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Plastics exposure harms primate brains

15th September 2008

Scientists in the United States report that low doses of the chemical bisphenol A (BPA), widely used in plastic food and drink containers, can harm brain function in primates.

The findings extend earlier research on rats. But experts disagree over whether enough BPA leaches into food and beverages to qualify as an environmental risk.

This new study comes just before a key meeting convened by the US Food and Drug Administration (FDA) about the safety of the chemical in consumer products.

"Our primate model indicates that BPA could negatively affect brain function in humans," researcher Tibor Hajszan said in a statement from the Yale University School of Medicine in New Haven, Connecticut.

Hajszan and colleagues studied continuous exposure to BPA at a daily dose representing the US Environmental Protection Agency's current assessment of a safe daily limit (50 mcg per kilo) in young adult African green monkeys.

Their findings, reported in the Proceedings of the National Academy of Sciences, showed that BPA completely abolished the formation of some nerve connections in two key regions of the brain, the hippocampus and prefrontal cortex.

Hajszan cited "profound implications," given the critical role of these nerve connections in cognition and mood and suggested US authorities consider lowering its estimate of a safe daily dose of BPA for humans.

"This study is the first to demonstrate an adverse effect of BPA on the brain in a nonhuman primate model and further amplifies concerns about the widespread use of BPA in medical equipment, and in food preparation and storage," the researchers said.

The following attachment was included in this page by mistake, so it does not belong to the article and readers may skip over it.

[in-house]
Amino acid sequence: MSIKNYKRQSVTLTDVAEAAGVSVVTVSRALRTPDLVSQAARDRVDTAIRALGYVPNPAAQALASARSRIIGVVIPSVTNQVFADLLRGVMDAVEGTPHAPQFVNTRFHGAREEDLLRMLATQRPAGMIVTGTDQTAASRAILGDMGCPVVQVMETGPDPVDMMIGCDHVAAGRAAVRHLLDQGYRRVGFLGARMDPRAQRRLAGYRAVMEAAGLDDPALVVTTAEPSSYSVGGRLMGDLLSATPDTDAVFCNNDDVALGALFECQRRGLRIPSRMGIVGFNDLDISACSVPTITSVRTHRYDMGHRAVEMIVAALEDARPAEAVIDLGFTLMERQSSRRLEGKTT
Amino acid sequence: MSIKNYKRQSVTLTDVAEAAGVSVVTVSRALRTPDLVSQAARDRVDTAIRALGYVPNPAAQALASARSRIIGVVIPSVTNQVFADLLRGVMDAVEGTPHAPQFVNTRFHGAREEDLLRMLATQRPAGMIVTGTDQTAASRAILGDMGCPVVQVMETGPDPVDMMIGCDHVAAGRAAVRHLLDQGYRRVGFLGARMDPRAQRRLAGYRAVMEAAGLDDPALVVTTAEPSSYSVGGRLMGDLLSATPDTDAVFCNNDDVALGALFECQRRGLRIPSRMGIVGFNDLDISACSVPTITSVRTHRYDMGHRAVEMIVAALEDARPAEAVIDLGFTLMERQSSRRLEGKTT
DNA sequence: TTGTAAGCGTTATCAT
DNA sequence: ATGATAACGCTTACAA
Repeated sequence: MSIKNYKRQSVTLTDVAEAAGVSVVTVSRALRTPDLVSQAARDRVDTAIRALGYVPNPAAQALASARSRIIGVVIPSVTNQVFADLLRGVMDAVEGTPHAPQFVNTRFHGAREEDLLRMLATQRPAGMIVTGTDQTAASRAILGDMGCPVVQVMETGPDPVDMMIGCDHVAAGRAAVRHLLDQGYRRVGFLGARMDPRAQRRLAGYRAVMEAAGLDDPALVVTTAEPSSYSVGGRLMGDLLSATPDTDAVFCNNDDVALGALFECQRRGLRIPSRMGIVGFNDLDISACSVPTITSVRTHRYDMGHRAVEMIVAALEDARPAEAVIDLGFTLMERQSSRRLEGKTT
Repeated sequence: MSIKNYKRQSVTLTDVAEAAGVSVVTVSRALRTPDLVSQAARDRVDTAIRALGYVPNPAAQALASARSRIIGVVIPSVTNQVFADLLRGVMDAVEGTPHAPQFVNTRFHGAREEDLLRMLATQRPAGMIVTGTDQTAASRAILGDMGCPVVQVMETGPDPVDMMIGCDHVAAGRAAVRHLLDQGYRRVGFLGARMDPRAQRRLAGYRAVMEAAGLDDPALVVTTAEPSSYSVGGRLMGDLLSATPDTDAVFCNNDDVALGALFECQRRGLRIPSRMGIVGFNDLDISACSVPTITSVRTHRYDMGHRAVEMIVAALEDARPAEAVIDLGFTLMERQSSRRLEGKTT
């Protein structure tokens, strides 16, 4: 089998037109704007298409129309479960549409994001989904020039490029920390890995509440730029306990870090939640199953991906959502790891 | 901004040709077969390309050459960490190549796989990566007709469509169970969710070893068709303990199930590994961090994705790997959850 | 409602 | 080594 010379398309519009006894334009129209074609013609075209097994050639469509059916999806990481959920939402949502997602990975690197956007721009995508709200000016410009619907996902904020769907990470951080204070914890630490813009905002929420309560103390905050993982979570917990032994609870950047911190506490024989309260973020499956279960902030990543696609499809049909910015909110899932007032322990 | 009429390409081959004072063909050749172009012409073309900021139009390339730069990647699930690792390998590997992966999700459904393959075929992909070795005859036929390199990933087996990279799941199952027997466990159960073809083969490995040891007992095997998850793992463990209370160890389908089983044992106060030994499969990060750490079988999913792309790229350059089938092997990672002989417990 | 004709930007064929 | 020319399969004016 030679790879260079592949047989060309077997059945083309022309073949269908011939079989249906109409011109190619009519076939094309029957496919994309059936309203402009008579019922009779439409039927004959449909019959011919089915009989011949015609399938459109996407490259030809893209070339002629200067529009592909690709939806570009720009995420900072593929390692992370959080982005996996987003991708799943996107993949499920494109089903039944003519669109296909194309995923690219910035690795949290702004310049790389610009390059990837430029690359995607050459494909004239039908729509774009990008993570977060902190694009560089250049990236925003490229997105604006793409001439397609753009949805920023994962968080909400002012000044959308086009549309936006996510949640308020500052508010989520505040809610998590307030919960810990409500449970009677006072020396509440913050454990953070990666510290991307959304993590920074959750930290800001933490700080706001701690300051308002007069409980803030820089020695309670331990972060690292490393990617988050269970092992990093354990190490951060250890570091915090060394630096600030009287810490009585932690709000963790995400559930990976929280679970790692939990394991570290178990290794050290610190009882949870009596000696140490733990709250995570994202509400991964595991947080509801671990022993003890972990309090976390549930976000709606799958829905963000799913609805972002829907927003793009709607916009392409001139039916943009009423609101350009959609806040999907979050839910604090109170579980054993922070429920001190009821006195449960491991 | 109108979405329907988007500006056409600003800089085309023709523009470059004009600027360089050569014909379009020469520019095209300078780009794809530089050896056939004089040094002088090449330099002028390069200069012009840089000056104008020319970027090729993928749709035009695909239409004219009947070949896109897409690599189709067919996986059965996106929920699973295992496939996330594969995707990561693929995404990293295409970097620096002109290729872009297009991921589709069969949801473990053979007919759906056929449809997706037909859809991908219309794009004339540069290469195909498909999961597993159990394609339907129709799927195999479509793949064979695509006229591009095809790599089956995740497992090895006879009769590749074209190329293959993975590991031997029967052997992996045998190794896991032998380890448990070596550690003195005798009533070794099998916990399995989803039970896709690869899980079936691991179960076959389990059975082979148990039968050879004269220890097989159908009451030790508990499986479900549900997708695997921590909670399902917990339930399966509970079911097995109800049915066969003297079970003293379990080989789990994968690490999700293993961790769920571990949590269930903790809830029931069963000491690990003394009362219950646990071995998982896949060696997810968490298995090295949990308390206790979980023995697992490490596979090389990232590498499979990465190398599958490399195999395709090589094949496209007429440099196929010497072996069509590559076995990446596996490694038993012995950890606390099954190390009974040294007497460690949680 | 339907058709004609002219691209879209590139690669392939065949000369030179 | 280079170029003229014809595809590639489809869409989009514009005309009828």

Scientists estimate that more than 80% of people tested have measurable BPA in their bloodstream.

In a draft assessment in August, the FDA determined that exposure to trace amounts of bisphenol A (BPA) that leach out of containers into the food they hold doesn't pose a health danger.

Bisphenol A is a synthetic chemical compound found in some hard clear plastics and resins such as food and drink containers, CDs, electronics, and the liners in many metal cans.

US health authorities raised an alarm about BPA in April, stating in a preliminary report that the chemical could cause "neural and behavioral effects in foetuses, infants and children, at current human exposures."

Dozens of studies by government scientists and university researchers had found that BPA usage was a health concern. In April, Canada became the first country to ban the sale of polycarbonate baby bottles containing the chemical.

The US chemical industry and agencies that regulate the use of BPA, however, have deemed the chemical safe.


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Article Information

Title: Plastics exposure harms primate brains
Author: Martine Hamilton
Article Id: 8337
Date Added: 15th Sep 2008


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